USER AWARENESS OF SECURITY COUNTERMEASURES AND ITS IMPACT ON INFORMATION SYSTEMS MISUSE: A DETERRENCE APPROACH
John D'Arcy - Notre Dame
Apr 15, 2009Size: 654.0MB
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AbstractIntentional insider misuse of information systems resources (i.e., IS misuse) represents a significant threat to organizations. For example, industry statistics suggest that between 50-75% of security incidents originate from within an organization. Because of the large number of misuse incidents, it has become important to understand how to reduce such behavior. General deterrence theory suggests that certain controls can serve as deterrent mechanisms by increasing the perceived threat of punishment for IS misuse. This study presents an extended deterrence theory model that combines work from criminology, social psychology, and information systems. The model posits that user awareness of security countermeasures directly influences the perceived certainty and severity of organizational sanctions associated with IS misuse, which leads to reduced IS misuse intention. The model is then tested on 269 computer users from eight different companies. The results suggest that three practices deter IS misuse: user awareness of security policies; security education, training, and awareness (SETA) programs; and computer monitoring. The results also suggest that perceived severity of sanctions is more effective in reducing IS misuse than certainty of sanctions. Further, there is evidence that the impact of sanction perceptions vary based on one’s level of morality. The results have implications for both the research and practice of IS security.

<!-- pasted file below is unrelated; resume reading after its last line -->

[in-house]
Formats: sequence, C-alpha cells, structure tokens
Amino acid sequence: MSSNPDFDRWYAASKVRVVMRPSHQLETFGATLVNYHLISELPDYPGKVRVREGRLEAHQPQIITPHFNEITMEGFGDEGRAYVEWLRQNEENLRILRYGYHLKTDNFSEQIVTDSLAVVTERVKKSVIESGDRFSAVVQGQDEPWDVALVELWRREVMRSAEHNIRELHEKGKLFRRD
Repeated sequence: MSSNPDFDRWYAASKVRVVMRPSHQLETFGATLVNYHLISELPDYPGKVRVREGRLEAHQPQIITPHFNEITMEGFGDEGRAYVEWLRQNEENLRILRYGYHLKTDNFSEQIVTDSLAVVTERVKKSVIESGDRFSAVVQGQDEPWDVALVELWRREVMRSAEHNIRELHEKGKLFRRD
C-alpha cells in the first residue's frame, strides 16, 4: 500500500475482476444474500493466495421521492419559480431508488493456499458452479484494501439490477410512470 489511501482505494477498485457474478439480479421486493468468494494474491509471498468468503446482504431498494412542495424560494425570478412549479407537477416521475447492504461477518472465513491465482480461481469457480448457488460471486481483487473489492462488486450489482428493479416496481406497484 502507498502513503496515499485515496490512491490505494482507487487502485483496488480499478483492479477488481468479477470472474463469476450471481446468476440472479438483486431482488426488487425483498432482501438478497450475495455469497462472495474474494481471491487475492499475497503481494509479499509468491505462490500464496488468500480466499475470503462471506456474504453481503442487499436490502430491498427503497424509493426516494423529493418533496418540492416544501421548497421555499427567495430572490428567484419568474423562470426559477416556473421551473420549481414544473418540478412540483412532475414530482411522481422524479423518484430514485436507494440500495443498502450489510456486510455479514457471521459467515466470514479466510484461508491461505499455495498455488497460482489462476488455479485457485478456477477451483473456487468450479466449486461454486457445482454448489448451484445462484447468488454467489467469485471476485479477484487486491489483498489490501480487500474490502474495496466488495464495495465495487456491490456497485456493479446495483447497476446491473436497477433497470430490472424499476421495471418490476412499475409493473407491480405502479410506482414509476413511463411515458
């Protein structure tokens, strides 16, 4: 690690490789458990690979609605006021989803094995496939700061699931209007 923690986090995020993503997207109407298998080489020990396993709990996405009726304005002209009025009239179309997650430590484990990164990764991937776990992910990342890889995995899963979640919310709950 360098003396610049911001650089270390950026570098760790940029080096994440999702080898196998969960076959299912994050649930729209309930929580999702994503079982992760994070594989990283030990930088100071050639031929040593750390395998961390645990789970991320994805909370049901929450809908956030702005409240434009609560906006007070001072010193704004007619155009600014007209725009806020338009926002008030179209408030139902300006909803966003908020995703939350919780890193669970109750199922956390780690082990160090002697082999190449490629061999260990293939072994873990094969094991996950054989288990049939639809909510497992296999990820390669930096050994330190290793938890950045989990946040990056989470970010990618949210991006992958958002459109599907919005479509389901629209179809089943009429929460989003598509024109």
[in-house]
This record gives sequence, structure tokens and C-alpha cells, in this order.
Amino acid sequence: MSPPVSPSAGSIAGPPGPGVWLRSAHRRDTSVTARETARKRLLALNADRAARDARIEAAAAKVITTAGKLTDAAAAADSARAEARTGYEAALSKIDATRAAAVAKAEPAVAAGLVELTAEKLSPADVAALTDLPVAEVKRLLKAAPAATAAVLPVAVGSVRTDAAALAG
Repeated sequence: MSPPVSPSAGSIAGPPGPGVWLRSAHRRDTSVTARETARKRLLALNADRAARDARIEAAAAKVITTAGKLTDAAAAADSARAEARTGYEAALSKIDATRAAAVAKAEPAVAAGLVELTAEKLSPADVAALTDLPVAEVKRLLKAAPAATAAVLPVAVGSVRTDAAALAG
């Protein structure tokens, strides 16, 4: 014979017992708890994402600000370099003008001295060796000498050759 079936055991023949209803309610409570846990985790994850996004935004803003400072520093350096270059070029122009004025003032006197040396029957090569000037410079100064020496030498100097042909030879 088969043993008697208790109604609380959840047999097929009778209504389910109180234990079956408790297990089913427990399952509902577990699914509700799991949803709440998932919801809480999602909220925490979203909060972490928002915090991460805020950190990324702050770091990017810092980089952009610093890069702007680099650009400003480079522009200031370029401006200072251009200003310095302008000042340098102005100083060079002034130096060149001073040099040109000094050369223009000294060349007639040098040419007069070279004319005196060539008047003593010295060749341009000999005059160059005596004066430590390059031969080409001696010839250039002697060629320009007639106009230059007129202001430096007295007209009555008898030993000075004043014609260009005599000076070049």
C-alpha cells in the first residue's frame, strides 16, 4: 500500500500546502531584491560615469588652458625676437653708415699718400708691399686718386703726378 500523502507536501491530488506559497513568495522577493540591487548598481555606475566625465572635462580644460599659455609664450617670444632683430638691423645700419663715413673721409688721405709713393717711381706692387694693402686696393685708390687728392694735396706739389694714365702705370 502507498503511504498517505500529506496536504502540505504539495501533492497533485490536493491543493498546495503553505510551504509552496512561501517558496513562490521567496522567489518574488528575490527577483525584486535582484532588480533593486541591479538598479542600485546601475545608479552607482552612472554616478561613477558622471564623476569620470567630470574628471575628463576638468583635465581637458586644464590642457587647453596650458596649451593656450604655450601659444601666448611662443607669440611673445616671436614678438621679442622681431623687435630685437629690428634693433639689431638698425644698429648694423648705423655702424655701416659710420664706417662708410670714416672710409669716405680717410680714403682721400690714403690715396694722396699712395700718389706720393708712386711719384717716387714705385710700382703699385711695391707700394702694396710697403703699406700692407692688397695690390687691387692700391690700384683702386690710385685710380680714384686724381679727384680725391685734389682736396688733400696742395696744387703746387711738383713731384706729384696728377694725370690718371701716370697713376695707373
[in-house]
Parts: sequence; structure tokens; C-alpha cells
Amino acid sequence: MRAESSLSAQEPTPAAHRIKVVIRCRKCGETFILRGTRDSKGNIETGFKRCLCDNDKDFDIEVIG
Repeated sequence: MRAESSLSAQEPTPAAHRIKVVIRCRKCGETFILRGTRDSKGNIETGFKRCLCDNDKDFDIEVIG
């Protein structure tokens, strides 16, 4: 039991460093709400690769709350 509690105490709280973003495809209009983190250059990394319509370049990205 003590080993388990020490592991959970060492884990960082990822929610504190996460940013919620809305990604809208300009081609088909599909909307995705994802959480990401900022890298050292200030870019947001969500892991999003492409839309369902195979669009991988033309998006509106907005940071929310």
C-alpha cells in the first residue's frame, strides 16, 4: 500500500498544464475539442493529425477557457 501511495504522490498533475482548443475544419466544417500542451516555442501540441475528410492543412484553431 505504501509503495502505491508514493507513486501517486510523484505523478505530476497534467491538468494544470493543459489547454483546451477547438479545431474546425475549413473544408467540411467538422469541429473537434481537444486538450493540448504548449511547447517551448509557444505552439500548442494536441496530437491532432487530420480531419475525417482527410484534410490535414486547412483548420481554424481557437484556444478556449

About the SpeakerJohn D’Arcy is an Assistant Professor in the Department of Management in the Mendoza College of Business at the University of Notre Dame. Dr. D’Arcy teaches an MBA course on technology risk management and an undergraduate course on computer networking and security. After gaining a BS in Finance from The Pennsylvania State University, he worked the following four years as a cost accountant and then a financial systems analyst for Ford Motor Company. During that time, he earned an MBA from LaSalle University. He subsequently earned a PhD in Business Administration with a concentration in Management Information Systems from Temple University.
Dr. D’Arcy’s research interests include information assurance and security, computer ethics, and human-computer interaction. In recent papers, he has examined the effectiveness of procedural and technical security controls in deterring computer abuse. His research also investigates individual and organizational factors that contribute to end user security behavior in the workplace. Dr. D’Arcy has published articles in journals such as Information Systems Research, Communications of the ACM, Decision Support Systems, Journal of Information System Security, and Computers & Security.
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